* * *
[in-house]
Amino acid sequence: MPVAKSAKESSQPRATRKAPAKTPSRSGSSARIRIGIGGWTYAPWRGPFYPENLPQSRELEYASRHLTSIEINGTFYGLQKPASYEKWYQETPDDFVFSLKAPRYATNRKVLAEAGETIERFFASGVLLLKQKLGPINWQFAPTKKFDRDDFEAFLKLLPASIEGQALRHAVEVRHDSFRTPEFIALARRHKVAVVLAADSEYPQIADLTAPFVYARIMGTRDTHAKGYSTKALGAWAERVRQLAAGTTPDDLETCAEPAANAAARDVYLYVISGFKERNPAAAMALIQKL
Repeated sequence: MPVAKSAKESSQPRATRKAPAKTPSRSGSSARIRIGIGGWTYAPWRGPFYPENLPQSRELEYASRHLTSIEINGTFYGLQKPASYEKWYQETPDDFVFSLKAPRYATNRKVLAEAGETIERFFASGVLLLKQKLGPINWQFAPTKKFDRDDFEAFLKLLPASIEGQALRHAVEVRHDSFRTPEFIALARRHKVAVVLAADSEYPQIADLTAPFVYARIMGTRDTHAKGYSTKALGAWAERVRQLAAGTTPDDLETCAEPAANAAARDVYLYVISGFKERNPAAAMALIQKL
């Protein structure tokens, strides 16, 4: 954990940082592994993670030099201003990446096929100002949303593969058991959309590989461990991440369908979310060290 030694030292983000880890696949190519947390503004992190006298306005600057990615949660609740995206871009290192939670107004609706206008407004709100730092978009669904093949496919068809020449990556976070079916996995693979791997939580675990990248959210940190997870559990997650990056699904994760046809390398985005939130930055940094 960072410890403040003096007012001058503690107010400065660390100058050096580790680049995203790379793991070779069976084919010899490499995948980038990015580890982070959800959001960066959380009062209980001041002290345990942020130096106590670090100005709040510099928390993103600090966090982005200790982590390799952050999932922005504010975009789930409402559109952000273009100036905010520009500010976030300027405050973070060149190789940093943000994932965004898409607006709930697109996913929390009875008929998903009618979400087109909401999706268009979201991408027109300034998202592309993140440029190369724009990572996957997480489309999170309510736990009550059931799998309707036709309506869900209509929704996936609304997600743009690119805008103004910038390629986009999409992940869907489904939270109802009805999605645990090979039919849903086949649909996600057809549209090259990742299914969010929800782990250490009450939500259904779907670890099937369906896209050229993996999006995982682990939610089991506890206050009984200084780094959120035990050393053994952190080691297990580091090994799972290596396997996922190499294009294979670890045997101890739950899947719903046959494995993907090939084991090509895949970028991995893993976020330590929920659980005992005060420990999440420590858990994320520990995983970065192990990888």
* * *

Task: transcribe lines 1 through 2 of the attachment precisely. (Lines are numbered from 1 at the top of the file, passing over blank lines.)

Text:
[in-house]
Amino acid sequence: MPVAKSAKESSQPRATRKAPAKTPSRSGSSARIRIGIGGWTYAPWRGPFYPENLPQSRELEYASRHLTSIEINGTFYGLQKPASYEKWYQETPDDFVFSLKAPRYATNRKVLAEAGETIERFFASGVLLLKQKLGPINWQFAPTKKFDRDDFEAFLKLLPASIEGQALRHAVEVRHDSFRTPEFIALARRHKVAVVLAADSEYPQIADLTAPFVYARIMGTRDTHAKGYSTKALGAWAERVRQLAAGTTPDDLETCAEPAANAAARDVYLYVISGFKERNPAAAMALIQKL